Am I too unfit to do yoga?

Definitely not, is the short answer 🙂 Really, we yoga teachers are here to help you get fit. As it’s a low impact exercise that improves motivation and mood, it’s an ideal way to get started on improving your fitness . Many people find it’s good for getting back to exercise after an injury or a period of ill-health. It’s a good idea to do some research first to see which class you’d like to join. You will see from the photos and language that a teacher uses on their web-site or social media whether they are inclusive and welcoming.

The truth about yoga and fitness

To be honest, there are a minority of yoga classes that do require a high level of fitness and flexibility. However most yoga classes will cater for you, whatever your fitness level. The problem is, that the most visible yoga is the mad stuff that no-one really does in a yoga class. For example, did you know that many yoga magazines, blogs and advertisements use dancers and gymnasts as models? If you’d like to know more, read this impassioned article on a recent controversy regarding yoga magazine front covers. Thankfully, things are starting to change now with more diversity of age, body shape and colour in the yoga world.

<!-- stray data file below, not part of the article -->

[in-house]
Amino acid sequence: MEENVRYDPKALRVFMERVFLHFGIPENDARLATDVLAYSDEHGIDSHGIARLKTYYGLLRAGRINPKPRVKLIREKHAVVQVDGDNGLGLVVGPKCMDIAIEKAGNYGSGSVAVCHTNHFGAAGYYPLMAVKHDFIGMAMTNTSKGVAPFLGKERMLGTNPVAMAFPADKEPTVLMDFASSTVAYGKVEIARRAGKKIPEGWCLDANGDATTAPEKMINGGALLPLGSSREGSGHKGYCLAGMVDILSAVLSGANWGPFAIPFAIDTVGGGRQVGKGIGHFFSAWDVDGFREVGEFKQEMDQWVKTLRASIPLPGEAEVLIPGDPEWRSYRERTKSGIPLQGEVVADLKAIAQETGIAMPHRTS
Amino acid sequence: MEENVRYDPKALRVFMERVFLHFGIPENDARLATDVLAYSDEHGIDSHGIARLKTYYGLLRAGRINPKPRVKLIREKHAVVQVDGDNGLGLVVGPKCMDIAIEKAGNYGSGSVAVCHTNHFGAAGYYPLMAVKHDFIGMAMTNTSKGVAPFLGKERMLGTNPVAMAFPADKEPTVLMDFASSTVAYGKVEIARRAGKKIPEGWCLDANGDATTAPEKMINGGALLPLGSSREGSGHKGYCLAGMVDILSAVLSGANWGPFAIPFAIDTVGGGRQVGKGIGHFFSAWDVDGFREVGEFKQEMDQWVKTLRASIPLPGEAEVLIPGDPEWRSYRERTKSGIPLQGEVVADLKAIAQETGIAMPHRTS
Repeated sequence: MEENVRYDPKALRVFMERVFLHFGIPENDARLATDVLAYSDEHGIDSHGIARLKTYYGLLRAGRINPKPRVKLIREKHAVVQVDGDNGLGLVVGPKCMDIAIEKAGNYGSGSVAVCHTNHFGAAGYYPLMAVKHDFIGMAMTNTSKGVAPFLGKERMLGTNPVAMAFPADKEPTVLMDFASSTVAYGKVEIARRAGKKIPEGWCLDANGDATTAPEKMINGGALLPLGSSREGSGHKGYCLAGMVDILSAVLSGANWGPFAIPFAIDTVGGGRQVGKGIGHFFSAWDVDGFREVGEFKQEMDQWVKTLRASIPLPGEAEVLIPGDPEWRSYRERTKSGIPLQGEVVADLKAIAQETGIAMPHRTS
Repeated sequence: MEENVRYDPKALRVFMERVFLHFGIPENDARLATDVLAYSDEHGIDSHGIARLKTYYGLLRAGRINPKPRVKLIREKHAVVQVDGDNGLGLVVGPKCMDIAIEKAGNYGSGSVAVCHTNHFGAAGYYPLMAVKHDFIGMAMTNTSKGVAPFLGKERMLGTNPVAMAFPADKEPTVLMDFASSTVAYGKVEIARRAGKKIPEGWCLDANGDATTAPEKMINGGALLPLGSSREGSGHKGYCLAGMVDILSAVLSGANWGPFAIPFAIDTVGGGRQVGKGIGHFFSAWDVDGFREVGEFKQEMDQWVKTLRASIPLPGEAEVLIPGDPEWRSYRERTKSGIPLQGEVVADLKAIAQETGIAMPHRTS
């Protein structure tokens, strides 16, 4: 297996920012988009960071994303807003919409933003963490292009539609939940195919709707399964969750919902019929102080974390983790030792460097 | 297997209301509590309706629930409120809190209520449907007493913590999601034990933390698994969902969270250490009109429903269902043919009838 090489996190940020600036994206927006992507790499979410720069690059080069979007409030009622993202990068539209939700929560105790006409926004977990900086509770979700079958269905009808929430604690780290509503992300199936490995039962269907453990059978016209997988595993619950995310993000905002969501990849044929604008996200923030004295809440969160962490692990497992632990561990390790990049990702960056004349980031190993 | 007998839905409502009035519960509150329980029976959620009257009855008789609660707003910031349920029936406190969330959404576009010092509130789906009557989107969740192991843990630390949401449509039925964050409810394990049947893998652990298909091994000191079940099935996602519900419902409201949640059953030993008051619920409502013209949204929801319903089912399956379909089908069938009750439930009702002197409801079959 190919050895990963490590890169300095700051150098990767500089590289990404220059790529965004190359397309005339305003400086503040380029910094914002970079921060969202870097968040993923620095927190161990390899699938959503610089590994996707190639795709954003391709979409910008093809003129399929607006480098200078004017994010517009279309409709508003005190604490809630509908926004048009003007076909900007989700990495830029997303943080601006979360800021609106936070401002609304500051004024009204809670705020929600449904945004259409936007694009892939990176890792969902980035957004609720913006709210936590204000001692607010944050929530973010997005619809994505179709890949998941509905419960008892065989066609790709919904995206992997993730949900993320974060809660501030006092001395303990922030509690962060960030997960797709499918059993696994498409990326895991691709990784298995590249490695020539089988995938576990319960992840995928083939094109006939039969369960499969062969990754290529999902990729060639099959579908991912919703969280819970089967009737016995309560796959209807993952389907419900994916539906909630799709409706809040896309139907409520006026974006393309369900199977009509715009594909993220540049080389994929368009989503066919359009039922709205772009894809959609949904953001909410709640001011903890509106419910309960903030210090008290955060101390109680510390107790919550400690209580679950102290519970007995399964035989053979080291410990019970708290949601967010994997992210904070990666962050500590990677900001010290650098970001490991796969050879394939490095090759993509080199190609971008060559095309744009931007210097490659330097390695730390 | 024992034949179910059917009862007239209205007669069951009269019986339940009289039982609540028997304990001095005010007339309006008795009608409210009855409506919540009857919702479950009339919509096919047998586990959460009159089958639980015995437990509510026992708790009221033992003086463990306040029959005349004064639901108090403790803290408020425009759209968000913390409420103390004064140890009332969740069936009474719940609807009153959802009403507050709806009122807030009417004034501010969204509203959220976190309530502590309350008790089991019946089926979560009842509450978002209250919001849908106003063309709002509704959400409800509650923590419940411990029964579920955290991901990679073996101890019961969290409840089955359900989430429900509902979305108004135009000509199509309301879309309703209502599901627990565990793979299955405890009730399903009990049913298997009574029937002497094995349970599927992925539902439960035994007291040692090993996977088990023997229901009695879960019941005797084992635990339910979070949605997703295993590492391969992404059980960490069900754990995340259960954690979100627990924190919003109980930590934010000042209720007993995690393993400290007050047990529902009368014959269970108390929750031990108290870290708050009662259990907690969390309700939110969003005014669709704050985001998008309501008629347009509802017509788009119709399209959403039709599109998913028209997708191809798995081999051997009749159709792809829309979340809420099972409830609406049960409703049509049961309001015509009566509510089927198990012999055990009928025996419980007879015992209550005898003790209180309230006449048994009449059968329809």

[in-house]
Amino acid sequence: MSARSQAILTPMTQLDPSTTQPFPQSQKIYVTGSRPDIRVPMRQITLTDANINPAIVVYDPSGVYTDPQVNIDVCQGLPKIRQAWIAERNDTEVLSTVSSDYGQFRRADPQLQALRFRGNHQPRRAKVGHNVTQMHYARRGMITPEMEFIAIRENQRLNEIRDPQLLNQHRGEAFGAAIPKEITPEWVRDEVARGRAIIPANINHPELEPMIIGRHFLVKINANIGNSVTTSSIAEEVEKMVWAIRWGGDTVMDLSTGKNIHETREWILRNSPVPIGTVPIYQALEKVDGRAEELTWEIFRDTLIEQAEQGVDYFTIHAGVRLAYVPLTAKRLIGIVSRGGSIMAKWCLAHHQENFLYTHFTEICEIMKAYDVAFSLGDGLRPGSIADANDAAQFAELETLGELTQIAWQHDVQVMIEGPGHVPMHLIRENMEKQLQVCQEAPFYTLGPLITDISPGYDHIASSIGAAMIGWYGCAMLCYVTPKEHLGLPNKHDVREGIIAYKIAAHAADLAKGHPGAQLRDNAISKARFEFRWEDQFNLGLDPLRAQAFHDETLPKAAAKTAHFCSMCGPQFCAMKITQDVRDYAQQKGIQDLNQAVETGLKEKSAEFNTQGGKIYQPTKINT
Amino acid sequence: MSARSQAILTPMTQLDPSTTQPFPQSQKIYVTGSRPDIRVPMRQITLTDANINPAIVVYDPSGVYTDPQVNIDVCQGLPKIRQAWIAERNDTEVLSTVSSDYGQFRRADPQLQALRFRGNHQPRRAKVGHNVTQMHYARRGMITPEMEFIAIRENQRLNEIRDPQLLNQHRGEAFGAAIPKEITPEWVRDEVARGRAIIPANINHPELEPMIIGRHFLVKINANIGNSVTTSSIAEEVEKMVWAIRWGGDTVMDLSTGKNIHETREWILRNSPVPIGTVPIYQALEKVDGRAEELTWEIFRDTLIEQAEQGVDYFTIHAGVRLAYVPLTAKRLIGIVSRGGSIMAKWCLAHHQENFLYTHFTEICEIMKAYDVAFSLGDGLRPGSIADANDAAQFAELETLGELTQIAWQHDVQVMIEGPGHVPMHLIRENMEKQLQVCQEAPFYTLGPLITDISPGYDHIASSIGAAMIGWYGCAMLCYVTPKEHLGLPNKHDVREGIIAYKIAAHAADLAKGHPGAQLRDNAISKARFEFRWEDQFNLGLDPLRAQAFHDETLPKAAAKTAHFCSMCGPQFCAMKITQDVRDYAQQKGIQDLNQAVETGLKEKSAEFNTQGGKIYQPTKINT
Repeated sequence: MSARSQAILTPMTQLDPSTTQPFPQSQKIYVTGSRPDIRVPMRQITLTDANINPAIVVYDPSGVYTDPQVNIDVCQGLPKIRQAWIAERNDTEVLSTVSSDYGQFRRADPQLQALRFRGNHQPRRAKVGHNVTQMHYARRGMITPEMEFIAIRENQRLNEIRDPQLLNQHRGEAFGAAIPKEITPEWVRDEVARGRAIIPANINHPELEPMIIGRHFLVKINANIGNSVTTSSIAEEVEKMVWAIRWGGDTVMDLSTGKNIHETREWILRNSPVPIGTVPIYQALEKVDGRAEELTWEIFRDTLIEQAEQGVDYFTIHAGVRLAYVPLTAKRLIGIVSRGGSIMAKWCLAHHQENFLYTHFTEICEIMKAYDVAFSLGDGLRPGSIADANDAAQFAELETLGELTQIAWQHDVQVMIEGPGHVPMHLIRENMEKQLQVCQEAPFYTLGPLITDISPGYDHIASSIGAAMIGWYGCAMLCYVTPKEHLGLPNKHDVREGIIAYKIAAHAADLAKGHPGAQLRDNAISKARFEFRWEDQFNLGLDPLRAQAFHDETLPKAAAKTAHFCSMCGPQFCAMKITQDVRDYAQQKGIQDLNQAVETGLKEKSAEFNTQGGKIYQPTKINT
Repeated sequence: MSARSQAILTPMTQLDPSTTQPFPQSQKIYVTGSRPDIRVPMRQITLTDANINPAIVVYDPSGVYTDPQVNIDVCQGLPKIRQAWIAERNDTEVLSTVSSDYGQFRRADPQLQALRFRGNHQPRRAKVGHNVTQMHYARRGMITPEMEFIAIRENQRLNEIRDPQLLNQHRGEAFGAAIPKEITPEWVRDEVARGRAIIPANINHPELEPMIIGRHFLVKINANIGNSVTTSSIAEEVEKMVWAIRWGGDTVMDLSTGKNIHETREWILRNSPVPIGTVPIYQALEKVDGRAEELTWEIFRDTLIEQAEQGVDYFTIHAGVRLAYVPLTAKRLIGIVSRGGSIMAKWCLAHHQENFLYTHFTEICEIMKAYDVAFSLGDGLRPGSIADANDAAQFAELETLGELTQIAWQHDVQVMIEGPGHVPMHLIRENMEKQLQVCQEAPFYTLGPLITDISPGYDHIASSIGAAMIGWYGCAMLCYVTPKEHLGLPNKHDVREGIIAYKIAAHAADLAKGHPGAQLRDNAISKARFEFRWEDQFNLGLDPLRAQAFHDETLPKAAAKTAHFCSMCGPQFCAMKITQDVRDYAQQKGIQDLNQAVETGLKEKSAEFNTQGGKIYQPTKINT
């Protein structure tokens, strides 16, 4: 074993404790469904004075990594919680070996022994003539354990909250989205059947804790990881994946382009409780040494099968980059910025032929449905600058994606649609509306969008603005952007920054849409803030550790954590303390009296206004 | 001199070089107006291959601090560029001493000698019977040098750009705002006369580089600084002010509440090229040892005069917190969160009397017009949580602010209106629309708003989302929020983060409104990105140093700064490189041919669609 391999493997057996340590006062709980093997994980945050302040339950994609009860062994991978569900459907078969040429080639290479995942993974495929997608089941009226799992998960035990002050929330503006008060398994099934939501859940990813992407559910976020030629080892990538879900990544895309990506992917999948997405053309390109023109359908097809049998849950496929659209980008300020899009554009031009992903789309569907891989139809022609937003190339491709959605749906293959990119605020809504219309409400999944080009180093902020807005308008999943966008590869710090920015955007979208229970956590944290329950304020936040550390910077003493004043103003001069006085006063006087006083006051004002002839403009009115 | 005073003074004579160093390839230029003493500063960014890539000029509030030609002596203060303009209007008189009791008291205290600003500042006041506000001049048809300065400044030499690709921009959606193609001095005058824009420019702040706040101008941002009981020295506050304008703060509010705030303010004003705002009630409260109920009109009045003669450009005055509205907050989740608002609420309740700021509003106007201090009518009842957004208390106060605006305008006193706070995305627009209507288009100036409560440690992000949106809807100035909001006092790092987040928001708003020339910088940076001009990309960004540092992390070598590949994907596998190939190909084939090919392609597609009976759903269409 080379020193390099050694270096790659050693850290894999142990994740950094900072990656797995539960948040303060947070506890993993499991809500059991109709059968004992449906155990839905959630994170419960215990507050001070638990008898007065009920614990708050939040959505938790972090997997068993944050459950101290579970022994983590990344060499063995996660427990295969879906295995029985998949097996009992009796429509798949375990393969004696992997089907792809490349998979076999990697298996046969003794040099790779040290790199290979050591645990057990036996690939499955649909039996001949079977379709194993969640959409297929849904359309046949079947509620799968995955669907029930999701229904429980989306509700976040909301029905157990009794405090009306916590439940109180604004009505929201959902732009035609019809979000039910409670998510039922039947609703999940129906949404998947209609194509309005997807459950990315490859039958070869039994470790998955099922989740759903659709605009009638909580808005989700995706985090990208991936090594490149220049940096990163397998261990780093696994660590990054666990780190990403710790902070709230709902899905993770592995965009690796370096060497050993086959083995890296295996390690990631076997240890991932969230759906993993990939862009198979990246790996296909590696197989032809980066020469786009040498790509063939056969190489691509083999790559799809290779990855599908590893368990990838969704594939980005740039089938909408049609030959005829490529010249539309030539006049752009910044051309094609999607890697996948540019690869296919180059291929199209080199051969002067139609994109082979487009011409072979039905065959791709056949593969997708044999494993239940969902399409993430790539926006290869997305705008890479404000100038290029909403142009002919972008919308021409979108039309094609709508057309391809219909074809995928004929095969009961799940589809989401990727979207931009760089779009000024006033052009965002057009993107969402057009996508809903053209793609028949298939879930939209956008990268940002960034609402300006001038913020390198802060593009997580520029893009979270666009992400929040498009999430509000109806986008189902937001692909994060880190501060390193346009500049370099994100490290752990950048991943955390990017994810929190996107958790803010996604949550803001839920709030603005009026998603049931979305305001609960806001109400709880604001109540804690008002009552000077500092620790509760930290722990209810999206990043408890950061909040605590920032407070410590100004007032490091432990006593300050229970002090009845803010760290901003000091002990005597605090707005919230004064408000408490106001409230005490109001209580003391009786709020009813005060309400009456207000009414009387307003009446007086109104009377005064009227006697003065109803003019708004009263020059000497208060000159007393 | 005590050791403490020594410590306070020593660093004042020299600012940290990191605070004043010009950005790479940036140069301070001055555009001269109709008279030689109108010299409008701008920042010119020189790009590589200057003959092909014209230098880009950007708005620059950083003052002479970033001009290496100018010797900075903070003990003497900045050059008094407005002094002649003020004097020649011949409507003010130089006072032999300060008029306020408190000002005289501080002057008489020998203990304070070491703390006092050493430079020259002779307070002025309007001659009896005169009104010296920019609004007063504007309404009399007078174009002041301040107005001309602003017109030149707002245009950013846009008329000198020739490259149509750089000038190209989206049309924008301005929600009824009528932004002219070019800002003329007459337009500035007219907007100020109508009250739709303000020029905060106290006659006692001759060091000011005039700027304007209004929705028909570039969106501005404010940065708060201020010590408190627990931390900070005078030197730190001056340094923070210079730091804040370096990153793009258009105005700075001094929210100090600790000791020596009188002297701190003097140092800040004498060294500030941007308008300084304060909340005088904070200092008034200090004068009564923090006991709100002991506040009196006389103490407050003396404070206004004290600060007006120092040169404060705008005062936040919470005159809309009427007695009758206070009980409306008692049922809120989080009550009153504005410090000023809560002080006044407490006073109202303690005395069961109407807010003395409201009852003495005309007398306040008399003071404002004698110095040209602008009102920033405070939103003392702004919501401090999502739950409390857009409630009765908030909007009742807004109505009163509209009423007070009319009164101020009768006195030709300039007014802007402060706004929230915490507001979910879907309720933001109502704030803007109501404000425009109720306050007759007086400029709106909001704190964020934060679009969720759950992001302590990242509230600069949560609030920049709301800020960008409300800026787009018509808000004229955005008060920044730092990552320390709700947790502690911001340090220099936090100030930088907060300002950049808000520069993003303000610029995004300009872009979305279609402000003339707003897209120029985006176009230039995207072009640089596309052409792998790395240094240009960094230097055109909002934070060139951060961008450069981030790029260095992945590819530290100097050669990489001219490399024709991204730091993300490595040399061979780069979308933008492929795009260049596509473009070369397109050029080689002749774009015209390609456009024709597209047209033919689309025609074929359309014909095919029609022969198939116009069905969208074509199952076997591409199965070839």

2 larger-bodied women in tree pose, holding hands in the air and smiling at the camera
The fabulous Diane Bondy and Amber Karnes of

Trying to be inclusive and accessible

Many of us do still have an image of a bendy, skinny, able-bodied, young and white woman when we think of yoga. That long list of adjectives really does exclude a lot of people! I’m trying to remember if anyone who’s come to my classes in 8 years fits that entire description…I don’t think so. I personally meet a few (but not all!) of the stereotypical attributes of a yoga teacher but, like many other teachers I do my best to be inclusive and accessible to as many people as possible. I’m always trying to improve on that too, so please add your suggestions in the comments below if you have any.